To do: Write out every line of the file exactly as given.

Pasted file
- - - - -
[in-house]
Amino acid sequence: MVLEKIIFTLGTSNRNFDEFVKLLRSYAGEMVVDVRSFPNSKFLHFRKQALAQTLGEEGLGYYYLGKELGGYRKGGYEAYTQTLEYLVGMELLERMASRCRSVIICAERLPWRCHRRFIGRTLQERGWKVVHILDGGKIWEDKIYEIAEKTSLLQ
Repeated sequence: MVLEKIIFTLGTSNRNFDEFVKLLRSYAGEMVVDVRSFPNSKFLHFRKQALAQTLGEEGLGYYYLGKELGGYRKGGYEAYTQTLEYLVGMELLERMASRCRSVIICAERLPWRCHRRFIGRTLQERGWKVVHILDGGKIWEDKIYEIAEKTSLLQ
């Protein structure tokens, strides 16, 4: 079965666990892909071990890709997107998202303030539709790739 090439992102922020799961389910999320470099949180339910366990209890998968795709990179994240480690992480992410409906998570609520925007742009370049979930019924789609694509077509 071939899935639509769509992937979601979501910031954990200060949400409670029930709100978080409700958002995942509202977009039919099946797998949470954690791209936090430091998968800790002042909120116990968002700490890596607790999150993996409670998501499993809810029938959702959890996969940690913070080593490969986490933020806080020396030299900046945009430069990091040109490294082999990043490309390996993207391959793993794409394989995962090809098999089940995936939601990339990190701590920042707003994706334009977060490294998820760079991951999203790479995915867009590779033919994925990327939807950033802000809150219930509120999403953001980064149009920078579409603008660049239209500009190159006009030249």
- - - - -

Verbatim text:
[in-house]
Amino acid sequence: MVLEKIIFTLGTSNRNFDEFVKLLRSYAGEMVVDVRSFPNSKFLHFRKQALAQTLGEEGLGYYYLGKELGGYRKGGYEAYTQTLEYLVGMELLERMASRCRSVIICAERLPWRCHRRFIGRTLQERGWKVVHILDGGKIWEDKIYEIAEKTSLLQ
Repeated sequence: MVLEKIIFTLGTSNRNFDEFVKLLRSYAGEMVVDVRSFPNSKFLHFRKQALAQTLGEEGLGYYYLGKELGGYRKGGYEAYTQTLEYLVGMELLERMASRCRSVIICAERLPWRCHRRFIGRTLQERGWKVVHILDGGKIWEDKIYEIAEKTSLLQ
């Protein structure tokens, strides 16, 4: 079965666990892909071990890709997107998202303030539709790739 090439992102922020799961389910999320470099949180339910366990209890998968795709990179994240480690992480992410409906998570609520925007742009370049979930019924789609694509077509 071939899935639509769509992937979601979501910031954990200060949400409670029930709100978080409700958002995942509202977009039919099946797998949470954690791209936090430091998968800790002042909120116990968002700490890596607790999150993996409670998501499993809810029938959702959890996969940690913070080593490969986490933020806080020396030299900046945009430069990091040109490294082999990043490309390996993207391959793993794409394989995962090809098999089940995936939601990339990190701590920042707003994706334009977060490294998820760079991951999203790479995915867009590779033919994925990327939807950033802000809150219930509120999403953001980064149009920078579409603008660049239209500009190159006009030249």